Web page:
Larger Than Life
Writer : Jamie Delano
Breakdowns : Dean Motter
Art : Ron Tiner
Cover Artist : Kent Williams
: Tom Ziuko
Letters : Elitta Fell
: Art Young
: Karen Berger
Issue Synopsis : It's been three weeks since the Pagan Nation stopped the cataclysm in Scotland, and the world is rolling round just the same as it ever did. With the last of his money spent and nowhere else to go, John's hitching down to Northampton to meet up with Jerry O'Flynn, dealer in potions, books and artifacts. As he makes his way to Jerry's, John hears a rhythmical tapping behind him; the sound of a blind man's cane clicking on cobbles. John pretends not to notice and keeps his pace steady, only faltering when he sees a pub sign - the Admiral Benbow - out of the corner of his eye. John notes that the pub wasn't there before, but as he examines the sign he sees that it's actually advertising Amber and Benton, an estate agents. John shakes his head and walks on.
He finally arrives at Jerry O'Flynn's mansion and notes that the tapping has stopped. Assuming that whoever's behind him is a mugger, John shouts through the letterbox for Jerry to opens the door. A clearly terrified Jerry threatens to let loose the hounds but John convinces him that he's alone, the dogs' barking drowning out the tapping noise close behind. Jerry opens the door to let John in, only for the fellow behind John to barge ahead and thrust something into Jerry's hand. The intruder flees, but his blindness leads him into the path of a moving car and he is struck down.
The distraught driver jumps to see if the blind man is alright, but the body has vanished. Constantine convinces him to keep on going and walks back into the house to see if Jerry's okay. Jerry says that he is not, and as John pours himself some gin, Jerry shows him what the blind man was carrying - a folded piece of paper with a black smudge in the centre. He tells John that the Black Spot is the sentence of the pirates' court, and that the man who gave it to him was Blind Pew from Treasure Island. Knowing how prone Jerry is to melodrama and exaggeration John takes the remark with a pinch of salt and gets down to business.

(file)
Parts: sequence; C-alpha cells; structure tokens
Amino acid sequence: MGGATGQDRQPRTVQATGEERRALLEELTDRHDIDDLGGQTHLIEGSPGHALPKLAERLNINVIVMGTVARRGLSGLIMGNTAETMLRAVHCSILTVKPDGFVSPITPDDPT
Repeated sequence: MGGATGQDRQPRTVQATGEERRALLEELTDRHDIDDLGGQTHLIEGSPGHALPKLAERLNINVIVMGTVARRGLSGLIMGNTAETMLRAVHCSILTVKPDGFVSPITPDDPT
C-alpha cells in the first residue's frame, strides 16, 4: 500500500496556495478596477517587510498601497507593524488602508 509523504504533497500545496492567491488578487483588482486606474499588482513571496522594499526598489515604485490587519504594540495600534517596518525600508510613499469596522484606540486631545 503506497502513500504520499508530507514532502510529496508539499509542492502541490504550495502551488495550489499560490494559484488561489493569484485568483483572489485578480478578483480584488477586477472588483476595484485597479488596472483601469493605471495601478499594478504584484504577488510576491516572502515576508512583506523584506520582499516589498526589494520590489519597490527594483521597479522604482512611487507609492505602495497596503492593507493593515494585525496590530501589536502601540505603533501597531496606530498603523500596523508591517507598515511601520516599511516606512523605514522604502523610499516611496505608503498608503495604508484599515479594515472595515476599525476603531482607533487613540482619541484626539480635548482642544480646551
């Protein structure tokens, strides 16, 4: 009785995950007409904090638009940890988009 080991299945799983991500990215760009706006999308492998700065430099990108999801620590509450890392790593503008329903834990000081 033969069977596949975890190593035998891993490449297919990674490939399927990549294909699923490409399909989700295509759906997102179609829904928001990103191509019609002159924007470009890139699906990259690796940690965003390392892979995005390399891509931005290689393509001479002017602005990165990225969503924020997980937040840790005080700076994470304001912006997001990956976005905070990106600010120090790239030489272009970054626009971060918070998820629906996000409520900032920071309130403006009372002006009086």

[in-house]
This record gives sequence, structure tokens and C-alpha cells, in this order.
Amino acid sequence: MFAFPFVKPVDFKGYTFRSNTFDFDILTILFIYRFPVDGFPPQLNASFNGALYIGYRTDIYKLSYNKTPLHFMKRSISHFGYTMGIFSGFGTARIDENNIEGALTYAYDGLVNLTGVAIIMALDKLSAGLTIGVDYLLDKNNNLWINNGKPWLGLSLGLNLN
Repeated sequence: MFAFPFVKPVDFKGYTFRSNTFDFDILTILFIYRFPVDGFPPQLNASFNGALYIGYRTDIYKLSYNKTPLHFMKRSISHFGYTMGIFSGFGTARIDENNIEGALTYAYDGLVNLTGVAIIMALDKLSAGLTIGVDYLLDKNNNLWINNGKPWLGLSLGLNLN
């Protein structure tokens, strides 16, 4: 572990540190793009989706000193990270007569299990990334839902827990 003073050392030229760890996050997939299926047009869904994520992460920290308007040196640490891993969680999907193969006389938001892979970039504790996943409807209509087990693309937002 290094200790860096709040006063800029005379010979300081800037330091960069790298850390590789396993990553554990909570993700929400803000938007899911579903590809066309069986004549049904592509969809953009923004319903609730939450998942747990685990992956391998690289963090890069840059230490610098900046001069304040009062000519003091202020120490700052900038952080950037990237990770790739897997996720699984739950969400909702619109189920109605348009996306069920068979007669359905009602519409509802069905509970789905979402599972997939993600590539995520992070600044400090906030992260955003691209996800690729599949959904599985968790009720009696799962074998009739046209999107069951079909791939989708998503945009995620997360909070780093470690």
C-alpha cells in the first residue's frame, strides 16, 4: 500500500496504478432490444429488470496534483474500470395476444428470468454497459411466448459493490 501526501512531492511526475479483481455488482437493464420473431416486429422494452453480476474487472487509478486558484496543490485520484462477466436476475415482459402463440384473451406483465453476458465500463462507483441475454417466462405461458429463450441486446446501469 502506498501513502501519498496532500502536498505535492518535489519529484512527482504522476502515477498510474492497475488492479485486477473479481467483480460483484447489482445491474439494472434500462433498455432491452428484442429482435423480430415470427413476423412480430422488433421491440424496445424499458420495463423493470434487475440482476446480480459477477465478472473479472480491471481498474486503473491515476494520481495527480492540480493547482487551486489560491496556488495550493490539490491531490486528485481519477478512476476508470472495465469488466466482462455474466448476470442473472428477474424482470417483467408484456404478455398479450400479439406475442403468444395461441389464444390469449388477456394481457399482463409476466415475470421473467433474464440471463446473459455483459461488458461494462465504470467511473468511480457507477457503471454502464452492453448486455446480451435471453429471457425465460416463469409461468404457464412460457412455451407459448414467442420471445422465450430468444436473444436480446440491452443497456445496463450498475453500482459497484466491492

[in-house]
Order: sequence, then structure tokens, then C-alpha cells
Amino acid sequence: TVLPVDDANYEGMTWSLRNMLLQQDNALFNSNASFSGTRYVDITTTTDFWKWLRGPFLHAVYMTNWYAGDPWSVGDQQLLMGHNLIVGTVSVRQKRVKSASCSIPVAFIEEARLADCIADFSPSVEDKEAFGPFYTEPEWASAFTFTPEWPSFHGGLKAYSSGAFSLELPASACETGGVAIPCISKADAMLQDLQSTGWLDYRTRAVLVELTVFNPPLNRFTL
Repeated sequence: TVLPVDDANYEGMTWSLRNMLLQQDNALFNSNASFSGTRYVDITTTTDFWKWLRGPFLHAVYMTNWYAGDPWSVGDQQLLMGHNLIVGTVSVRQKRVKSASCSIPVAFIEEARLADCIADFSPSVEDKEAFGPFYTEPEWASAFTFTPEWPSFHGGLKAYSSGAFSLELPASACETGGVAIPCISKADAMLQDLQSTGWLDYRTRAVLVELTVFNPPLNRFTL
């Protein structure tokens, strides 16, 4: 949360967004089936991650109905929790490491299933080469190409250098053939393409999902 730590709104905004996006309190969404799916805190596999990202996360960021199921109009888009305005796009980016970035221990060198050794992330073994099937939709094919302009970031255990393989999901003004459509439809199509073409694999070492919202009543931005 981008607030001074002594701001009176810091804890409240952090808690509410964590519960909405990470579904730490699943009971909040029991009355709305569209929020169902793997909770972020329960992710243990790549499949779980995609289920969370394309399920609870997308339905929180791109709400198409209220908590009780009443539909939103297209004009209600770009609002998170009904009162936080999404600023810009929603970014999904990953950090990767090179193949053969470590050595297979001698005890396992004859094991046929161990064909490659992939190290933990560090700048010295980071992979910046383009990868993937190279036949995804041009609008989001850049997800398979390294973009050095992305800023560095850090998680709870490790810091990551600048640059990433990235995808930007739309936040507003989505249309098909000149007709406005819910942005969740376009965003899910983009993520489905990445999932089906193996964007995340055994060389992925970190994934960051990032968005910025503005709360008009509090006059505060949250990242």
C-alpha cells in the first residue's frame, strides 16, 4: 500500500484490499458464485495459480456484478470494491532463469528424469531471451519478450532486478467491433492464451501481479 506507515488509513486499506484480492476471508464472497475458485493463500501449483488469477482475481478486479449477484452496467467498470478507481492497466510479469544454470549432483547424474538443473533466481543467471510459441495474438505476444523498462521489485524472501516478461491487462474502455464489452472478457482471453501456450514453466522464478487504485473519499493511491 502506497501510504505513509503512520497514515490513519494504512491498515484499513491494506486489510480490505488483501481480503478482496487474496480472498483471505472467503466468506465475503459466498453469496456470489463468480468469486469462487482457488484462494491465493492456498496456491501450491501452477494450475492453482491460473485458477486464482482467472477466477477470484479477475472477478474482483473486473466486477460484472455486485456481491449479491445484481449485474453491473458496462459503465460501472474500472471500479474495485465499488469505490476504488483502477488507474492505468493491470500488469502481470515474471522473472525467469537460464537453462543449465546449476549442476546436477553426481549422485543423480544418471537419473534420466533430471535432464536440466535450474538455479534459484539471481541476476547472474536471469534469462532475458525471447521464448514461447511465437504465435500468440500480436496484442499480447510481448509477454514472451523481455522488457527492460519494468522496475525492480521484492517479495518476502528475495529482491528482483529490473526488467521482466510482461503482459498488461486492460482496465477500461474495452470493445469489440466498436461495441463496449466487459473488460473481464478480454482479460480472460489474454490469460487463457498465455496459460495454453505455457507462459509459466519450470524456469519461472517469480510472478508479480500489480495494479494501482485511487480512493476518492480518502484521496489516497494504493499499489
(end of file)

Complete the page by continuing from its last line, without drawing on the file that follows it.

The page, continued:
Jerry is addicted to dealing; books, scrolls, swords, drugs - if you want it he can get it, and if you've got it he knows someone who needs it. John's not looking to barter at the moment though; all he wants is cold, hard cash in exchange for a pint of the demon blood that flows through his veins. John notes that it's diluted with some of his own blood, "a standard pharmaceutical solution", and Jerry explodes with rage. He asks John if he's working for them, the writers - "the scribbling, sneaking parasites... They don't even wait until you're dead before stealing your life and opening it to the public gaze." He tosses some books into the fire and continues to complain about the authors who steal his humour and personality, change his identity and put him in their books without even giving him any royalties. John points out that Jerry's insistence on living his life as if he was in a book just encourages writers to use him as inspiration. Jerry concedes this and John asks what pharmaceutical solutions have to do with his outburst. Jerry says that those were the exact words used by the man who tracked him down - the man who told him what was going on. As he pours John a little more gin, he begins his tale...
It was noon when Jerry O'Flynn awoke. The previous night's revels had left him with little desire for an early rise, and even less for visitors - so it was with some frustration that he answered the harsh call of the doorbell. On the doorstep stood a distinguished, if somewhat gaunt, gentleman who asked to purchase some cocaine, claiming that a mutual acquaintance had sent him. O'Flynn's disposition was considerably brightened by the promise of trade and he quickly invited the gentleman into his house.
O'Flynn, ever the gracious host, offered his guest a sample of the substance as proof of its purity. The gaunt gentleman gratefully accepted and further requested some distilled water, explaining that his usual means of administering the cocaine required him to mix up a standard pharmaceutical solution to be injected directly into the vein. This final clue was all that O'Flynn required to ascertain the identity of his guest, and he could scarcely hide his disbelief as he recognised the face of Sherlock Holmes.